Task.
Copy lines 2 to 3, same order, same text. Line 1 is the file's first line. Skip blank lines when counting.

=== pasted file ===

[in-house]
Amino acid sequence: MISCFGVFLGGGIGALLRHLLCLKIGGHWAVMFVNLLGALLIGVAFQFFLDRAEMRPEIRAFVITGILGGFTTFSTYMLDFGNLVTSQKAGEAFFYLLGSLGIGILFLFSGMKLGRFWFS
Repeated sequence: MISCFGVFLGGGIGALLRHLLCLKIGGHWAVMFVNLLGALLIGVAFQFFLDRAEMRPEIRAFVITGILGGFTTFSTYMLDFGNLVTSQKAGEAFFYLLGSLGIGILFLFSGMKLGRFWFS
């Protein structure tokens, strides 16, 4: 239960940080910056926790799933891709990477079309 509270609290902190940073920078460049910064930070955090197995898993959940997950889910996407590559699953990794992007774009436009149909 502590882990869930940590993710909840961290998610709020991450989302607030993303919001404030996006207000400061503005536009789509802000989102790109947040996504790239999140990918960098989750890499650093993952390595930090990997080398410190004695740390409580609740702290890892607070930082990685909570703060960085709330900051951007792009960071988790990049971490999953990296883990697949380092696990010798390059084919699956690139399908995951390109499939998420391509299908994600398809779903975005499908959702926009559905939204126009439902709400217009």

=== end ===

Amino acid sequence: MISCFGVFLGGGIGALLRHLLCLKIGGHWAVMFVNLLGALLIGVAFQFFLDRAEMRPEIRAFVITGILGGFTTFSTYMLDFGNLVTSQKAGEAFFYLLGSLGIGILFLFSGMKLGRFWFS
Repeated sequence: MISCFGVFLGGGIGALLRHLLCLKIGGHWAVMFVNLLGALLIGVAFQFFLDRAEMRPEIRAFVITGILGGFTTFSTYMLDFGNLVTSQKAGEAFFYLLGSLGIGILFLFSGMKLGRFWFS